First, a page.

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respond to my peersDiscussion Question # 1:
In Chapter 7, Topic 5 the text discusses 10 potential factors that could impact witness
credibility. Pick two of those factors to discuss and why you think they are the most
challenging for the investigator to assess during the investigative process. For example,
the text lists: Witness Profile, Witness Bias, Witness Involvement, Location When
Viewing the Event, Awareness of the Crime, Length of Observation Time, Time Elapsed
Between Event and Interview, Ability to Record or Repetitively Recount Details, Physical
Abilities, and Cognitive Capacity and Age of Witness. Pick two of those topics for your
discussion post.
Emily Samuel’s response:
Witness credibility is vital to the investigation process. Even in the courtroom, memory
distractions and age factors of witnesses can have severe consequences that are driven
by misunderstandings and poor judgement. The judge and jury must determine with
every case whether with witness is credible in their testimony if witness statement. Two
very important factors are the age of the witness and their cognitive capacity. In the
investigation process, they both can fall hand in hand. For example, a robbery has
occurred at a gas station in a high crime rate area of a large city. The witnesses that were
the scene of the crime and are present to make a statement are a 84 year old female
who has a diagnosis of dementia, a 30 year old male and his two daughters who are ages
4 and 7. While each witness statement is taken, the are some discrepancies that the
investigator notices. The 84 year old female states that there were 2 or 3 suspects that
partook in the robbery and were all wearing black masks. The 30 year old father states
that there was only 1 suspect and was wear a dark colored hat but his daughters both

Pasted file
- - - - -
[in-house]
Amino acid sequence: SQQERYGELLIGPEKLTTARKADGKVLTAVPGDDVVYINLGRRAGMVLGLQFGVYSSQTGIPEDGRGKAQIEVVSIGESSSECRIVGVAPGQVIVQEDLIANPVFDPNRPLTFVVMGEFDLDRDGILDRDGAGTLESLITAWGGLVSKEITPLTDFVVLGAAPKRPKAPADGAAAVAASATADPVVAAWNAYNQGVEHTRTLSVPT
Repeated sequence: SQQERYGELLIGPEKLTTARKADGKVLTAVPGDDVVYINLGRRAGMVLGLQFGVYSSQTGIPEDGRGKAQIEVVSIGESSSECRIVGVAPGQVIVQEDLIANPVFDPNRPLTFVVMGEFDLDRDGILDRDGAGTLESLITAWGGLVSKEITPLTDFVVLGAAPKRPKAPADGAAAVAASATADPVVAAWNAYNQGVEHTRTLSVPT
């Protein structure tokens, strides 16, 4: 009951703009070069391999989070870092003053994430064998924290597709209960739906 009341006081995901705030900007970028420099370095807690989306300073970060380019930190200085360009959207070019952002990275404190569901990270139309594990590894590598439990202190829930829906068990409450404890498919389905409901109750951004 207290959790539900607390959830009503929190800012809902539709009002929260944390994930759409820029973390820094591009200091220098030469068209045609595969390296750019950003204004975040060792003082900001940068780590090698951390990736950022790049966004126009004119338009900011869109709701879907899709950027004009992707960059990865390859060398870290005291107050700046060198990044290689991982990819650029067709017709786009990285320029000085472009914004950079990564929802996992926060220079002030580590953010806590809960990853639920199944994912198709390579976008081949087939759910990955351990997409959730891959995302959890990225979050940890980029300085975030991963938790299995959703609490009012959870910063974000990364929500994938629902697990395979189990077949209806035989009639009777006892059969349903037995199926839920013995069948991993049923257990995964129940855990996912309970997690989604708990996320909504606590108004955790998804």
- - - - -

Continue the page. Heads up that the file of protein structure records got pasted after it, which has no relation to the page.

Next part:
state that it wasn’t the man in the dark hat. In both witnesses, their cognitive
development impacts both their actual accuracy and perceptions of their accuracy and
credibility (IntechOpen, 2012.)
Sources: https://www.intechopen.com/chapters/40980
How can I respond to Emily?
Nathan Smith’s response:
The textbook discusses 10 potential factors that could impact witness credibility. The
two factors that I will be discussing are witness bias/motivation to lie and witness
profile. Witness bias can have a negative affect on witnesses credibility because they
may have a reason to skew the story to shine a better light on a person that they are
connected with or a negative light on someone they have a prior history with
(Brown,2019). For example, a family member of a person involved in a collision may
state that a traffic light was green or red to protect them. On the other end of that a
neighbor who has ongoing problems could claim that a neighbor was involved in certain
activity to have a negative impact on them. It is important to know if the witness has a
prior history one way or the other.
The other factor that can impact witness credibility is witness profile. Witness profile
refers to the witness having an association with criminals or criminal activity. Whether
actual involvement or association with criminals is up to debate and subject to each
individual case. Just because someone has a criminal record or is associated with a
criminal lifestyle does not exclude them from being a witness. This information will have
to be weighted when using them as witnesses (Brown, 2019).
Brown (2019) Criminal Investigation Full Text (CJT202)